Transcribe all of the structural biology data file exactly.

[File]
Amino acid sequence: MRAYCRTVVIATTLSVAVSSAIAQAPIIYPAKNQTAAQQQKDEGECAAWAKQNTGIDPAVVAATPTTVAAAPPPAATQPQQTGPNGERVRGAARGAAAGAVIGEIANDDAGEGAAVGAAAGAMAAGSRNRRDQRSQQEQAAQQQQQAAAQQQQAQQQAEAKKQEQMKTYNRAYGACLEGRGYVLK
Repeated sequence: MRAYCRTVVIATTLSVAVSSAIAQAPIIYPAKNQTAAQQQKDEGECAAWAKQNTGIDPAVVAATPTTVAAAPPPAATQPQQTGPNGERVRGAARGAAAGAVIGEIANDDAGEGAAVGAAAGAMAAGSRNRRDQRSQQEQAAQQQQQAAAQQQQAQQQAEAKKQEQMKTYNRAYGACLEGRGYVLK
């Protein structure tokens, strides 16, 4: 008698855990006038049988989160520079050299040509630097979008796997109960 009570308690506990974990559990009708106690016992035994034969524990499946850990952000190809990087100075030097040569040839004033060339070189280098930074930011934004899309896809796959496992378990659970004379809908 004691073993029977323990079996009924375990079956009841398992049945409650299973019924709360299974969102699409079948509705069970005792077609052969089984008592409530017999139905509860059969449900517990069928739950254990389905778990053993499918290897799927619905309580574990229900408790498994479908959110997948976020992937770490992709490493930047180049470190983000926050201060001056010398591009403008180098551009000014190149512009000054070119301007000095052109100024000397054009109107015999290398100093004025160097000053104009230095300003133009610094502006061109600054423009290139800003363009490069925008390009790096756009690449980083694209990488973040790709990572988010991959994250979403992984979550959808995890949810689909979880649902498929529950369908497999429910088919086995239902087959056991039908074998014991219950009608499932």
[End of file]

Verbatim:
Amino acid sequence: MRAYCRTVVIATTLSVAVSSAIAQAPIIYPAKNQTAAQQQKDEGECAAWAKQNTGIDPAVVAATPTTVAAAPPPAATQPQQTGPNGERVRGAARGAAAGAVIGEIANDDAGEGAAVGAAAGAMAAGSRNRRDQRSQQEQAAQQQQQAAAQQQQAQQQAEAKKQEQMKTYNRAYGACLEGRGYVLK
Repeated sequence: MRAYCRTVVIATTLSVAVSSAIAQAPIIYPAKNQTAAQQQKDEGECAAWAKQNTGIDPAVVAATPTTVAAAPPPAATQPQQTGPNGERVRGAARGAAAGAVIGEIANDDAGEGAAVGAAAGAMAAGSRNRRDQRSQQEQAAQQQQQAAAQQQQAQQQAEAKKQEQMKTYNRAYGACLEGRGYVLK
């Protein structure tokens, strides 16, 4: 008698855990006038049988989160520079050299040509630097979008796997109960 009570308690506990974990559990009708106690016992035994034969524990499946850990952000190809990087100075030097040569040839004033060339070189280098930074930011934004899309896809796959496992378990659970004379809908 004691073993029977323990079996009924375990079956009841398992049945409650299973019924709360299974969102699409079948509705069970005792077609052969089984008592409530017999139905509860059969449900517990069928739950254990389905778990053993499918290897799927619905309580574990229900408790498994479908959110997948976020992937770490992709490493930047180049470190983000926050201060001056010398591009403008180098551009000014190149512009000054070119301007000095052109100024000397054009109107015999290398100093004025160097000053104009230095300003133009610094502006061109600054423009290139800003363009490069925008390009790096756009690449980083694209990488973040790709990572988010991959994250979403992984979550959808995890949810689909979880649902498929529950369908497999429910088919086995239902087959056991039908074998014991219950009608499932």